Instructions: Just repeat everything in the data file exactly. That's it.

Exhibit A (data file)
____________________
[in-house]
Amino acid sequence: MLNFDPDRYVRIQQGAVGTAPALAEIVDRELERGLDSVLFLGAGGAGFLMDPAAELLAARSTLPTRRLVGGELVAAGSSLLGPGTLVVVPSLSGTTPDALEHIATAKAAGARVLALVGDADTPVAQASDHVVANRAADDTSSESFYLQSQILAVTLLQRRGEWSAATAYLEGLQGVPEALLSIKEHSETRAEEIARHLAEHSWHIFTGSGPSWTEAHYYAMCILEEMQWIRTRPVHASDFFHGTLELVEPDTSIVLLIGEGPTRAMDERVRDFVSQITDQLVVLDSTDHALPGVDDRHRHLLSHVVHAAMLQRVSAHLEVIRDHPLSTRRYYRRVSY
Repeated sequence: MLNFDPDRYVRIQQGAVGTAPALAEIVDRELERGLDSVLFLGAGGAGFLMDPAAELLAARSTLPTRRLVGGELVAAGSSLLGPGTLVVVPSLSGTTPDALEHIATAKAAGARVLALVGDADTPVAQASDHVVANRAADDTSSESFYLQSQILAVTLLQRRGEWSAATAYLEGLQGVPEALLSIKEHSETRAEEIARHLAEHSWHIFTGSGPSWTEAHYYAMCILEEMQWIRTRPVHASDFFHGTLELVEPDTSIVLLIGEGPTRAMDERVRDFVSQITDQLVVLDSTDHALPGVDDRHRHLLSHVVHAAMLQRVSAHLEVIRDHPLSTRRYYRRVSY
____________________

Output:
[in-house]
Amino acid sequence: MLNFDPDRYVRIQQGAVGTAPALAEIVDRELERGLDSVLFLGAGGAGFLMDPAAELLAARSTLPTRRLVGGELVAAGSSLLGPGTLVVVPSLSGTTPDALEHIATAKAAGARVLALVGDADTPVAQASDHVVANRAADDTSSESFYLQSQILAVTLLQRRGEWSAATAYLEGLQGVPEALLSIKEHSETRAEEIARHLAEHSWHIFTGSGPSWTEAHYYAMCILEEMQWIRTRPVHASDFFHGTLELVEPDTSIVLLIGEGPTRAMDERVRDFVSQITDQLVVLDSTDHALPGVDDRHRHLLSHVVHAAMLQRVSAHLEVIRDHPLSTRRYYRRVSY
Repeated sequence: MLNFDPDRYVRIQQGAVGTAPALAEIVDRELERGLDSVLFLGAGGAGFLMDPAAELLAARSTLPTRRLVGGELVAAGSSLLGPGTLVVVPSLSGTTPDALEHIATAKAAGARVLALVGDADTPVAQASDHVVANRAADDTSSESFYLQSQILAVTLLQRRGEWSAATAYLEGLQGVPEALLSIKEHSETRAEEIARHLAEHSWHIFTGSGPSWTEAHYYAMCILEEMQWIRTRPVHASDFFHGTLELVEPDTSIVLLIGEGPTRAMDERVRDFVSQITDQLVVLDSTDHALPGVDDRHRHLLSHVVHAAMLQRVSAHLEVIRDHPLSTRRYYRRVSY